Reading instruction checklist for a reading program should include the five essential components that research has identified:
- Phonemic Awareness
- Reading Comprehension
Use the checklist below to determine if each component is a part of the reading program your school is using.
Phonemic awareness is knowing that words are made of individual sounds and being aware of and able to manipulate these sounds, which are called phonemes. Phonemes are the smallest parts of sound in a spoken word, such as the /s/ in /sit/. Your child should be able to perceive individual sounds, think about them, and manipulate them. For example, your child should be able to perform the following activities:
- Rhyming (the fat cat Pat)
- Picking out syllables in spoken words (Su-san)
- Knowing the first and last sounds in a word (ran, can; sit, it)
- Separating the sounds in a word (/s/-/i/-/t/)
Teaching sounds along with the letters of the alphabet is important — it can help your child to see how sounds are related to reading and writing. If your child does not know
letter names and shapes, teach them along with phonemic awareness.
Understanding phonemes is essential to phonics instruction, described next. Make sure that your child’s reading program explicitly teaches phonemic awareness, and if your child does not understand phonemes, ask the teacher for extra help in this area.
Phonics is the relationship between sounds and letters. Children must understand that letters are representations of sounds before they can learn to read. Phonics instruction teaches children letter-sound correspondences and the alphabetic principle — that there are systematic and predictable relationships between written letters and spoken sounds.
Phonics instruction is most effective when it begins early — in kindergarten or first grade — and lasts for about two years. For older students (grades 2-6), ongoing phonics instruction can help bolster skills in reading individual words and reading text out loud, but they also need instruction in spelling, reading fluency, and comprehension…
If your child is in kindergarten, first, or second grade, make sure that systematic and explicit phonics instruction is included as part of the reading curriculum. If your child is older and having trouble learning to read, find out if he would benefit by having phonics added to his program.
Fluency is the ability to read a text accurately and quickly. Because fluent readers do not have to concentrate on recognizing the words, they can focus their attention on what the text means. Fluent readers group words to help them understand what they read, so fluency builds a bridge between word recognition and comprehension.
Fluency depends on what readers are reading, their familiarity with the words, and the amount of practice they have had. Fluency develops as a result of many opportunities to practice reading successfully. Continued reading practice helps word recognition become more automatic, rapid, and effortless.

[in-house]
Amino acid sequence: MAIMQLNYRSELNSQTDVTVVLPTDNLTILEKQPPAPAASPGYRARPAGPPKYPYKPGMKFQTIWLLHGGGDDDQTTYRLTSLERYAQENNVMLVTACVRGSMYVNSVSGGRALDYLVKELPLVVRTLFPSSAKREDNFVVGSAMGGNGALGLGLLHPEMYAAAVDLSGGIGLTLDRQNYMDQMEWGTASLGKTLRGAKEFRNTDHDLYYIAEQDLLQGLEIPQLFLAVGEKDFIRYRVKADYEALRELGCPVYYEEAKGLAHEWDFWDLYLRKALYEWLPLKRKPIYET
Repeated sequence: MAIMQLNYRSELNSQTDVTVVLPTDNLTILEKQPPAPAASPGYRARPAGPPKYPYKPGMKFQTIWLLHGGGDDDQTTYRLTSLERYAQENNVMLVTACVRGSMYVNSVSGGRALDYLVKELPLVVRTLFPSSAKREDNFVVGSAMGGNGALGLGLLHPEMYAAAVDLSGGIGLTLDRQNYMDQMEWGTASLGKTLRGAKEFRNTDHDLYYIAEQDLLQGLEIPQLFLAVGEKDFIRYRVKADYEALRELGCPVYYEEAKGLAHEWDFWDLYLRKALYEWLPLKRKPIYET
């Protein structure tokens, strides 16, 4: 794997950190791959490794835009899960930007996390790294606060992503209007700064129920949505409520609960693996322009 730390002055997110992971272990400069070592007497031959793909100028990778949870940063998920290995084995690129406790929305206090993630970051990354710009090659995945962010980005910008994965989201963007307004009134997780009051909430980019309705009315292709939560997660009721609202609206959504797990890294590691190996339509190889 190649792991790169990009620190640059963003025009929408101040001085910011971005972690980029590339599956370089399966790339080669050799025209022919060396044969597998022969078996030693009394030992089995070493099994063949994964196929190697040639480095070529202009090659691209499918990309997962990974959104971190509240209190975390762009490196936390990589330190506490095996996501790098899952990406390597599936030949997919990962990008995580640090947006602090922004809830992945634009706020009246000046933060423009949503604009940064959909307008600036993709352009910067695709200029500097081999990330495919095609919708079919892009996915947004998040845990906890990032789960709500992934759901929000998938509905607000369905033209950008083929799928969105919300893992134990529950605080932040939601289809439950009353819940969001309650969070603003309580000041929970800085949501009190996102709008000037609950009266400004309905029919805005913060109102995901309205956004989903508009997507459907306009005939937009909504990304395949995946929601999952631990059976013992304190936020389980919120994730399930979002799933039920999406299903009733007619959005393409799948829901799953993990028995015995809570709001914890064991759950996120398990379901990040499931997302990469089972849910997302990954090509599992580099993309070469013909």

Students need instruction in fluency, especially those who are struggling. In addition to providing instruction, teachers should assess fluency regularly to make sure students are making progress. Monitoring your child’s progress in reading fluency will help the teacher determine if instruction is effective, as well as providing information needed to set instructional goals.
Vocabulary is knowing words and knowing what they mean. There are four types of vocabulary: listening vocabulary, speaking vocabulary, reading vocabulary, and writing vocabulary. For every child, each of these vocabularies may include different, but overlapping, sets of words. Beginning readers use their oral vocabularies as they recognize the sounds in words they are reading. It is much easier for them to read words that are already part of their oral vocabularies.
Children learn vocabulary both indirectly and directly. They learn directly when they are plainly taught individual words and word-learning strategies, such as how to use dictionaries, how to use parts of words to figure out meaning, and how to use context to find clues to word meanings. They learn indirectly through conversation, listening to adults read to them, and reading on their own.
Your child’s reading program should include direct teaching of vocabulary as well as opportunities for indirect learning. The teacher should promote word consciousness (an awareness of and interest in words) and should encourage students to engage in word play (e.g., puns – such as “When you use glue in class, it paste to be careful.”), do research into the history of a word, search for examples of a word in their everyday lives (e.g., by reading signs or cereal boxes), and point out how authors have chosen specific words to convey exactly what they mean.
Reading comprehension is being able to understand, remember, and communicate what has been read.
Reading to learn subject matter does not occur automatically once students have learned to read; strategies for taking the meaning from text need to be taught. At all grade levels, students can benefit from instruction in how to make sense out of text and how to construct meaning.
Comprehension strategies should be part of your child’s reading program. Comprehension strategies are conscious plans-sets of steps that are used to make sense of the text. Students who use comprehension strategies know when they understand what they read and when they do not. They monitor their own comprehension.